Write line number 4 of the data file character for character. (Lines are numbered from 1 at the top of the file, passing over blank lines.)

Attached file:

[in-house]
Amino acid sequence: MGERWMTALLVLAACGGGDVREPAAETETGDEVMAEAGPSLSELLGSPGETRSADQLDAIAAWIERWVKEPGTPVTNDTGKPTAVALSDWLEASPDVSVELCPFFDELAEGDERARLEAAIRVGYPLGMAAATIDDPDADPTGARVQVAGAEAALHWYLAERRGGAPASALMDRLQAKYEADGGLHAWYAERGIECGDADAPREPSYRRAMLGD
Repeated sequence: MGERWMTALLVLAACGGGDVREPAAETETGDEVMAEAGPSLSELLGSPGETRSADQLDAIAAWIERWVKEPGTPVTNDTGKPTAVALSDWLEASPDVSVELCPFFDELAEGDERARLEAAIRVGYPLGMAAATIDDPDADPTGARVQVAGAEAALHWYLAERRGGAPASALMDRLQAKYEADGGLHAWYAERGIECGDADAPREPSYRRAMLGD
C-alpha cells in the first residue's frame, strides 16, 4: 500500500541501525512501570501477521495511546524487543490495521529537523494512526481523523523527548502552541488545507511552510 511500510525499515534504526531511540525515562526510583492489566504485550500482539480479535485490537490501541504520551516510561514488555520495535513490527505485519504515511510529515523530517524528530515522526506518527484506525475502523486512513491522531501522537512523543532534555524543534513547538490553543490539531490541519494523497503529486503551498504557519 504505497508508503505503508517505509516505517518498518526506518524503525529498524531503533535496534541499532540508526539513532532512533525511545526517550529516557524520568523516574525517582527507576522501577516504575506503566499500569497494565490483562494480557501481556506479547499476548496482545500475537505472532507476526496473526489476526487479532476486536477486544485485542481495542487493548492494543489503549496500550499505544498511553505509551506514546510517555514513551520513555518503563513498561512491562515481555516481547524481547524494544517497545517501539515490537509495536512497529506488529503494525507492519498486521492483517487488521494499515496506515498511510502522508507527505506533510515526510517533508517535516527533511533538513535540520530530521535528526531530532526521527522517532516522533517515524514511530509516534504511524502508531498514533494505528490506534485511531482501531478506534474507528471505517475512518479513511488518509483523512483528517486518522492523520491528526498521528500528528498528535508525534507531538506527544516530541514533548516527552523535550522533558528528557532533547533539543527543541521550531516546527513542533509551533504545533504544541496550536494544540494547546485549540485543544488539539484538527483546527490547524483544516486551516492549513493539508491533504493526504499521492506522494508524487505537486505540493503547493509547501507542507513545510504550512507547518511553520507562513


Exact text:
C-alpha cells in the first residue's frame, strides 16, 4: 500500500541501525512501570501477521495511546524487543490495521529537523494512526481523523523527548502552541488545507511552510 511500510525499515534504526531511540525515562526510583492489566504485550500482539480479535485490537490501541504520551516510561514488555520495535513490527505485519504515511510529515523530517524528530515522526506518527484506525475502523486512513491522531501522537512523543532534555524543534513547538490553543490539531490541519494523497503529486503551498504557519 504505497508508503505503508517505509516505517518498518526506518524503525529498524531503533535496534541499532540508526539513532532512533525511545526517550529516557524520568523516574525517582527507576522501577516504575506503566499500569497494565490483562494480557501481556506479547499476548496482545500475537505472532507476526496473526489476526487479532476486536477486544485485542481495542487493548492494543489503549496500550499505544498511553505509551506514546510517555514513551520513555518503563513498561512491562515481555516481547524481547524494544517497545517501539515490537509495536512497529506488529503494525507492519498486521492483517487488521494499515496506515498511510502522508507527505506533510515526510517533508517535516527533511533538513535540520530530521535528526531530532526521527522517532516522533517515524514511530509516534504511524502508531498514533494505528490506534485511531482501531478506534474507528471505517475512518479513511488518509483523512483528517486518522492523520491528526498521528500528528498528535508525534507531538506527544516530541514533548516527552523535550522533558528528557532533547533539543527543541521550531516546527513542533509551533504545533504544541496550536494544540494547546485549540485543544488539539484538527483546527490547524483544516486551516492549513493539508491533504493526504499521492506522494508524487505537486505540493503547493509547501507542507513545510504550512507547518511553520507562513